Do Americans honor the Constitution? For that matter, do most of us even know what it is, what it means, or why it was written in the first place?
The United States Constitution, our country’s supreme law since 1789, begins with the three words “We the People.” This is a clear indication that our government was created to serve the citizens and not the other way around. For over two centuries, the Constitution has protected the interests of the American people, safeguarding our rights and liberties through the establishment of a separate and balanced government.
The Constitution was originally comprised of seven articles. The first three establish the doctrine of separation of powers by dividing the federal government into three branches: the legislative, the executive, and the judicial.
The first ten amendments, which became a part of the Constitution in 1791, and are known as the Bill of Rights.
On today’s show, Glenn Beck gave us a recap of the first ten amendments of the Constitution and broke down the many ways that our Constitutional rights are under attack.
The Bill of Rights are not gifts to the people from the government, explained Glenn. “This is a contract that handcuffs the government. You [the government] can never ever do these things. But let me show you what they’re doing.”
The First Amendment: The right to freedom of speech, religion, the press, assembly, and petition.
Congress shall make no law respecting an establishment of religion or prohibiting the free exercise thereof, or abridging the freedom of speech or of the press, or the right of the people peaceably to assemble and to petition the government for a redress of grievances.
How freedom of the press is under attack
Though President Donald Trump makes no secret of his dislike for the press, the past two presidential administrations went far beyond words in their attacks against the First Amendment. During the Bush administration, US Prosecutor Patrick Fitzgerald used subpoenas and threats to pressure reporters to give up their sources regarding the Valerie Plame scandal.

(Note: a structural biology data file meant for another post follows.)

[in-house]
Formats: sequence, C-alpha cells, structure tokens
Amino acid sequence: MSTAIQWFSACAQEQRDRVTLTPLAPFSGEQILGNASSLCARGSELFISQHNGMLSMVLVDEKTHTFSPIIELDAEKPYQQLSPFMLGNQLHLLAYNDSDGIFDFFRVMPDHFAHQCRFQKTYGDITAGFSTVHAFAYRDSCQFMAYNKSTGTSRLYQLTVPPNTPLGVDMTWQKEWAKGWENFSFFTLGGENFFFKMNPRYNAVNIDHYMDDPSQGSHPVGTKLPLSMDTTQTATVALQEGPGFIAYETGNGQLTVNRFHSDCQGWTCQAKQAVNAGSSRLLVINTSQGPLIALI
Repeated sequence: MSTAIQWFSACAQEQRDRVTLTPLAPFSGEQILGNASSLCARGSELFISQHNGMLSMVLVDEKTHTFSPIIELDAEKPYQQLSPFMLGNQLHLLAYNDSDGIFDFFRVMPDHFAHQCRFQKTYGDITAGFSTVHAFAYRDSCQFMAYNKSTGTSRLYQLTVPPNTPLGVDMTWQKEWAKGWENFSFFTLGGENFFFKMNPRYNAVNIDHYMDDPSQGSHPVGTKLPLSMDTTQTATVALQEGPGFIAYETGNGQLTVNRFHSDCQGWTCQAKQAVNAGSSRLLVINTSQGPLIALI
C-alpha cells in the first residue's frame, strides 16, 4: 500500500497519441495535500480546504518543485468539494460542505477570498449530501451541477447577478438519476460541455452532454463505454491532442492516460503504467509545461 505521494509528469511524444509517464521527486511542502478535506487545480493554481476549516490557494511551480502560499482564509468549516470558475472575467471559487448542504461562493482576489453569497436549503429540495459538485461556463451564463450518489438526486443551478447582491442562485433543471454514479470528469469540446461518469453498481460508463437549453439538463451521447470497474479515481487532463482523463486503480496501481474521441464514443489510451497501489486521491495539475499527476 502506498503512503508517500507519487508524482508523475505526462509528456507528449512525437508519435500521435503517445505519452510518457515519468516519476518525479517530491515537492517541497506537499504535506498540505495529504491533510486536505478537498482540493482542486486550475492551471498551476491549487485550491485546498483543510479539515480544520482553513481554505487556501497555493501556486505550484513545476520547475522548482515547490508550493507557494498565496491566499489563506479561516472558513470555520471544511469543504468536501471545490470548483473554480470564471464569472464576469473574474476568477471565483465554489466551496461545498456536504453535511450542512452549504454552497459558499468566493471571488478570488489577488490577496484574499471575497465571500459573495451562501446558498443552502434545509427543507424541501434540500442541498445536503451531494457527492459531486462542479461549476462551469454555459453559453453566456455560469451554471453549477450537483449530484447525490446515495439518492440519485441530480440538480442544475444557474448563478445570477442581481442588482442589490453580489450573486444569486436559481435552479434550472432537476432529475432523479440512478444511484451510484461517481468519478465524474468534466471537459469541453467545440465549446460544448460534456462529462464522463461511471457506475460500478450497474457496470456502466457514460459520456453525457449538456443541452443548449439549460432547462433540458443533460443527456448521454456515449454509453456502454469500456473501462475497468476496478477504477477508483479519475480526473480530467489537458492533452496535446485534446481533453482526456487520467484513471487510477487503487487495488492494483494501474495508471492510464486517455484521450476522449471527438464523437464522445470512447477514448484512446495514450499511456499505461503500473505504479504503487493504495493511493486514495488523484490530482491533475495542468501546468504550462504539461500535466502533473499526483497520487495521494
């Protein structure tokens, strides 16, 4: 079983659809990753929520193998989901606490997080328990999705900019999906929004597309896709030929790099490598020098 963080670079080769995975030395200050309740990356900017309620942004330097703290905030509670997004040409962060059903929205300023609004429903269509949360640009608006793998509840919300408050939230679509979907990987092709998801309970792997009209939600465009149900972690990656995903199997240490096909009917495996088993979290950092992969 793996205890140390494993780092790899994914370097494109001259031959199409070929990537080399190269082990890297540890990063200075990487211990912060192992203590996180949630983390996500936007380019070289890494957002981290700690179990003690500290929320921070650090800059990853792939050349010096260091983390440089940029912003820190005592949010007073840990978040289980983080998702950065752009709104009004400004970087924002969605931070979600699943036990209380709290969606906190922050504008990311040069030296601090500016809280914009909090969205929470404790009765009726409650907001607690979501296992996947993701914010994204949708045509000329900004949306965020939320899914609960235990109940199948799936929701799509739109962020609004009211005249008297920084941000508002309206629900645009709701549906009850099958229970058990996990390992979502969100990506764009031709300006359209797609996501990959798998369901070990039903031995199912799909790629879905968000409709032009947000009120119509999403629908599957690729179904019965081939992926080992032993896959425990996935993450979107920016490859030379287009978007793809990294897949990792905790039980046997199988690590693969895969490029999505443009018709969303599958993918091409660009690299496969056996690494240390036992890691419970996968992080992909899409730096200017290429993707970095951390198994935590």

A few years later, President Obama doubled down on Bush’s example by launching a full Justice Department investigation into Fox News reporter, James Rosen, which included rifling through personal emails and phone records, in a probe into classified leaks. The Obama administration labeled Rosen as a criminal co-conspirator and a flight risk, then used that to spy on the press.
How freedom of speech is under attack
Have you seen what’s happening on college campuses lately? If you are a conservative voice, your speaking engagement might turn the campus into an all-out war zone. And that’s if the College administration allows you to come in the first place.
How freedom of assembly is under attack
The Obama administration’s use of the IRS to target the Tea Party was a direct attempt to stop opposition voices from being able to assemble.
How freedom of religion is under attack
Do you remember when a group of nuns had to take on the US Supreme Court in order to be allowed to opt out of an Obamacare mandate which requires employers to provide health care coverage for contraception? Then there are the many private businesses which have been forced to compromise their faith over the issue of gay marriage.